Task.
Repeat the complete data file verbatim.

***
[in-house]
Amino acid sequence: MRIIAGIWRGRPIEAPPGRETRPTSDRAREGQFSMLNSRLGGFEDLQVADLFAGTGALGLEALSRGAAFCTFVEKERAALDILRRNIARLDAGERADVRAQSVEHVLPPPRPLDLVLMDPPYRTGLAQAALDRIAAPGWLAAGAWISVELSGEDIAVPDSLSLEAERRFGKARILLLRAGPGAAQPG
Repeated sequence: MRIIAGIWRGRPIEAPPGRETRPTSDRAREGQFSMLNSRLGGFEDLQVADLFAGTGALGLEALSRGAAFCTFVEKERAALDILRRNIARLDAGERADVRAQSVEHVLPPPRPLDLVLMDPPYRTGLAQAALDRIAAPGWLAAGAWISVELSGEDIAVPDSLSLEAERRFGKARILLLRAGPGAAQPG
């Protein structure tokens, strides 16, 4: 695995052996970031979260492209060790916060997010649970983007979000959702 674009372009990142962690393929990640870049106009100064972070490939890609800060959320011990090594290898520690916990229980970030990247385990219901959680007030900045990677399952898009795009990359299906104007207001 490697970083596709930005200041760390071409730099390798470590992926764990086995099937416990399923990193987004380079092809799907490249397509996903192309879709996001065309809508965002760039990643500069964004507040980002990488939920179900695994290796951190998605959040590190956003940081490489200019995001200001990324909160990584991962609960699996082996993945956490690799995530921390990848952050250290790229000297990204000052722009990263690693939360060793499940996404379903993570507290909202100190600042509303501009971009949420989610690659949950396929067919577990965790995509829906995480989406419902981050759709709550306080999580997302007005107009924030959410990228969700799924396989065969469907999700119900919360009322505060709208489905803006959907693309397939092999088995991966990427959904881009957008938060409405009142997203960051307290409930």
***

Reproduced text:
[in-house]
Amino acid sequence: MRIIAGIWRGRPIEAPPGRETRPTSDRAREGQFSMLNSRLGGFEDLQVADLFAGTGALGLEALSRGAAFCTFVEKERAALDILRRNIARLDAGERADVRAQSVEHVLPPPRPLDLVLMDPPYRTGLAQAALDRIAAPGWLAAGAWISVELSGEDIAVPDSLSLEAERRFGKARILLLRAGPGAAQPG
Repeated sequence: MRIIAGIWRGRPIEAPPGRETRPTSDRAREGQFSMLNSRLGGFEDLQVADLFAGTGALGLEALSRGAAFCTFVEKERAALDILRRNIARLDAGERADVRAQSVEHVLPPPRPLDLVLMDPPYRTGLAQAALDRIAAPGWLAAGAWISVELSGEDIAVPDSLSLEAERRFGKARILLLRAGPGAAQPG
């Protein structure tokens, strides 16, 4: 695995052996970031979260492209060790916060997010649970983007979000959702 674009372009990142962690393929990640870049106009100064972070490939890609800060959320011990090594290898520690916990229980970030990247385990219901959680007030900045990677399952898009795009990359299906104007207001 490697970083596709930005200041760390071409730099390798470590992926764990086995099937416990399923990193987004380079092809799907490249397509996903192309879709996001065309809508965002760039990643500069964004507040980002990488939920179900695994290796951190998605959040590190956003940081490489200019995001200001990324909160990584991962609960699996082996993945956490690799995530921390990848952050250290790229000297990204000052722009990263690693939360060793499940996404379903993570507290909202100190600042509303501009971009949420989610690659949950396929067919577990965790995509829906995480989406419902981050759709709550306080999580997302007005107009924030959410990228969700799924396989065969469907999700119900919360009322505060709208489905803006959907693309397939092999088995991966990427959904881009957008938060409405009142997203960051307290409930």